As First Dates proved this week, it's hard to be a feminine gay man in the dating world

Coming out as gay is often pictured as the ultimate act of queer defiance – but we cannot kid ourselves that it alone exempts us from the pressures of heteronormative society

First Dates hopeful says he prefers 'straight acting' men

“I want [the men I date] to be straight-acting.” This is a direct quote from a gay man in a recently aired episode of Channel 4’s First Dates. And it’s not an uncommon phrase among gay men. After I watched the date in question, I felt upset, frustrated, but also unsurprised. As a genderqueer gay person on a journey to find love myself, I’ve been insulted on dating apps for being “too femme”, “a mincer” and, in one mathematical impossibility, “not 1,000 per cent straight-acting”.

On the First Dates episode, both men are white, cisgender and masculine presenting. They clink their beer jugs and bond over football, which leads one of them to rejoice that, “finding a gay who likes football is like finding the perfect Kit Kat”.

There are heartbreaking moments, like when both men confess to having been depressed because of repressing their sexuality for so long in their lives. And so the C4 episode celebrates how the two men are now “finding love after a lifetime of repression”. However, this rhetoric of only desiring “straight-acting” men is surely a sign of a latent, internalised repression that has not suddenly vanished.

Coming out as gay is often pictured as the ultimate act of queer defiance; but we cannot kid ourselves that it alone exempts us from the pressures of heteronormative society. As we watched on First Dates, the pressure to be perceived as “normal” by the standards of society makes many men unable to come out – and when they do, they replicate homophobic language towards other gay men who don’t “pass as straight”. Gay shame is a deeply systemic condition; it is ingrained into every fibre of our heteronormative culture, and it’s an impossible thing to shake yourself of entirely.

Even as a public drag queen, I have had to come to terms with how deeply my gay shame is embedded. For my first few years dating men, I used to clean off any trace of nail polish before a date, and if a guy was coming over, I would stuff away my neon wigs in a very literal closet – in fact, it was only late last year that I put a photo of myself in make-up on Tinder (and this has led to drastically fewer matches).

And it pains me to admit that in my early 20s, I predominately chased white straight men, no doubt rooted in my desire to be accepted by the normative institution that rejected me my whole life. So where does all this come from?

White cisgender masculinity is celebrated as the ultimate triumph in many gay spaces, coming with it a rejection of non-conformism in our communities. It’s telling that possibly the most celebrated gay male couple mass-culturally is Tom Daley and Dustin Lance, a fairytale picture of gay men who have won by the sign posts of heteronormative idealism– one is an Olympian, the other a Hollywood veteran, both are white, cisgender, masculine, wealthy, they’re married and expecting children. Their conformism makes them palatable to the tastes of the masses.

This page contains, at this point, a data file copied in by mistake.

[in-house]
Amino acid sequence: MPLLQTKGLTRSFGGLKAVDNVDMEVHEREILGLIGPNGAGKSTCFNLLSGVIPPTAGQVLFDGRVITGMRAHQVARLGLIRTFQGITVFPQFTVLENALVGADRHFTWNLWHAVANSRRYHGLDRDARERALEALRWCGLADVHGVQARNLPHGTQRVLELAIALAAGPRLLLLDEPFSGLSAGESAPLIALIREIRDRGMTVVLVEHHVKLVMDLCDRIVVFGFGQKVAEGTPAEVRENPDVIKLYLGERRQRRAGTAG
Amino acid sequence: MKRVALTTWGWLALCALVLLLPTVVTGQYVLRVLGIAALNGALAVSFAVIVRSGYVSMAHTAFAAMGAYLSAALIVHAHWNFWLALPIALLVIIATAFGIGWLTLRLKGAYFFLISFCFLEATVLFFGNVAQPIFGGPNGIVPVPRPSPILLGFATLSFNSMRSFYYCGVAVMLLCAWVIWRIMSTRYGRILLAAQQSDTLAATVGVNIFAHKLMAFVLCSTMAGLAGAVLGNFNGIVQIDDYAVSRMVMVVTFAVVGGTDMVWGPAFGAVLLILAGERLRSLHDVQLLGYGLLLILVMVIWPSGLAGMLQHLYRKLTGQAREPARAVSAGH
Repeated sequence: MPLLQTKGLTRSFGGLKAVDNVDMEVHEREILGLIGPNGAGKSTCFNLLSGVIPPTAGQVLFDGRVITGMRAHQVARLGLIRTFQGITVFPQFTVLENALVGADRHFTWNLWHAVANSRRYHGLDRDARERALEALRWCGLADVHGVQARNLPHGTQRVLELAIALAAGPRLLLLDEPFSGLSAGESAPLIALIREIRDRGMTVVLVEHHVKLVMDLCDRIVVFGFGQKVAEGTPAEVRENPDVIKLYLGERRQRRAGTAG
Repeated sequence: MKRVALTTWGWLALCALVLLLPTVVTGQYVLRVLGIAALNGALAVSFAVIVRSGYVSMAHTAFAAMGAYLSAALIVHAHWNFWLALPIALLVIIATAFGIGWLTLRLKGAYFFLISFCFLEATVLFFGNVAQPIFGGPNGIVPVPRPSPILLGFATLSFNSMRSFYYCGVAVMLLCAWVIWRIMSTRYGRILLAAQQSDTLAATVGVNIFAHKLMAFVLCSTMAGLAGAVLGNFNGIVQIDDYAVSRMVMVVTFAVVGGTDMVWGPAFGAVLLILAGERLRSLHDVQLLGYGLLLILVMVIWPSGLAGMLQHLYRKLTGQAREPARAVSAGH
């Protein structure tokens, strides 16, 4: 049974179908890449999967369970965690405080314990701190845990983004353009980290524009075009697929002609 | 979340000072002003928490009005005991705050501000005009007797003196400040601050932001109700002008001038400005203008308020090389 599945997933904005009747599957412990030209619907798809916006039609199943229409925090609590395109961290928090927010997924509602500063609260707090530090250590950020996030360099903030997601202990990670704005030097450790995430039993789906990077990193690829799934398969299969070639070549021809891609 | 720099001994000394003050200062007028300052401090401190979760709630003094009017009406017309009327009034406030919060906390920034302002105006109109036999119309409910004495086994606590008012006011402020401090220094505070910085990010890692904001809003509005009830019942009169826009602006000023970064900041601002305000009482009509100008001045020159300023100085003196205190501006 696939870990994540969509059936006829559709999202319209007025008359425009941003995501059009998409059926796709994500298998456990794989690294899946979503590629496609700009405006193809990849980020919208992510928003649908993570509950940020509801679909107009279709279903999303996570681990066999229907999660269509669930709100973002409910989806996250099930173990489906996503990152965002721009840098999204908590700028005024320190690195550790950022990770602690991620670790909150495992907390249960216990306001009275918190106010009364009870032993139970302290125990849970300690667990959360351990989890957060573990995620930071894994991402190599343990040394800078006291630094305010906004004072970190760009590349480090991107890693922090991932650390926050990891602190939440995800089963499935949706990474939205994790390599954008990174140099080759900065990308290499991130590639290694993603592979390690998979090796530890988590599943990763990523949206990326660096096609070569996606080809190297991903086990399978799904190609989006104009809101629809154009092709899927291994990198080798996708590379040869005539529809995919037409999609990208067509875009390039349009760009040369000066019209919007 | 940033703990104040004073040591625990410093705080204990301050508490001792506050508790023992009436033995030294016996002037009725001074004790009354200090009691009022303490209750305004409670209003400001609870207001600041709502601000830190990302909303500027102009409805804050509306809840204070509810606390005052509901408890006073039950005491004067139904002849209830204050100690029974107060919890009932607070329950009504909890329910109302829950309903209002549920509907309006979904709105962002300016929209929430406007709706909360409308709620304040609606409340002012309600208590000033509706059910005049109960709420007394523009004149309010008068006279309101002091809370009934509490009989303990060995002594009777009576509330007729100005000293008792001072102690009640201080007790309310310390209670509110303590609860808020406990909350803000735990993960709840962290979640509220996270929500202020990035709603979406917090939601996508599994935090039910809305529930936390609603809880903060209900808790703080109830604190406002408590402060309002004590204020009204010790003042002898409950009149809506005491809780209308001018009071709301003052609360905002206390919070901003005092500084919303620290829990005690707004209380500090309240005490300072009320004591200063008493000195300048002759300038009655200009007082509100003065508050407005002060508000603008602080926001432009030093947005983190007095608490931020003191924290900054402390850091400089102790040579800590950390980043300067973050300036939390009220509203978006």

This deification of white masculinity populates gay spaces on the ground too. For instance, WE Party is a club night for gay male jock types, the promotion imagery of which is almost exclusively white muscular men who are dressed as Greek gods (they recently had an “Olympic Games”-themed party).

This obsession with white masculinity has dominated gay representation in recent film. The critically lauded Call Me By Your Name, though a ravishing piece of filmmaking, links gay male sexuality to the ideal male forms of classical antiquity. The men in the film have an all-boys academic club, where sculptures of Greek gods serve as a clunky projection for their homoerotic desires, as if the perfection of male musculature in antiquity comes hand in hand with what it means to be gay.

The British breakout feature, God’s Own Country, although an accomplished and rare depiction of rural England, has two straight actors portraying gay men who would no doubt satisfy those seeking a “straight-acting” Prince Charming. And the currently acclaimed gay-male play at The Young Vic, The Inheritance, is unashamed in its presentation of exclusively cisgender gay men with huge economic and cultural capital.

I have rarely seen femme gay men portrayed as sexually empowered subjects – when we see them in the media, they are often eunuchs, or serve as comic relief. Now I’m not saying that desiring a man who is masculine or who enjoys football is a problem. The issue at hand is the way representation has presented these “straight-acting” men as the zenith of success, which has resulted in internalised homophobia and damaging hierarchies within gay spaces. All forms of culture have an urgent responsibility to represent gay people in their spectrum of identities, so that white masculinity isn’t the ultimate goal.

When it is, it leads white cisgender gay men to enact homophobic patterns on their sisters and brothers. We cannot allow desire to become politicised to the point that those who do not conform become undesirable.

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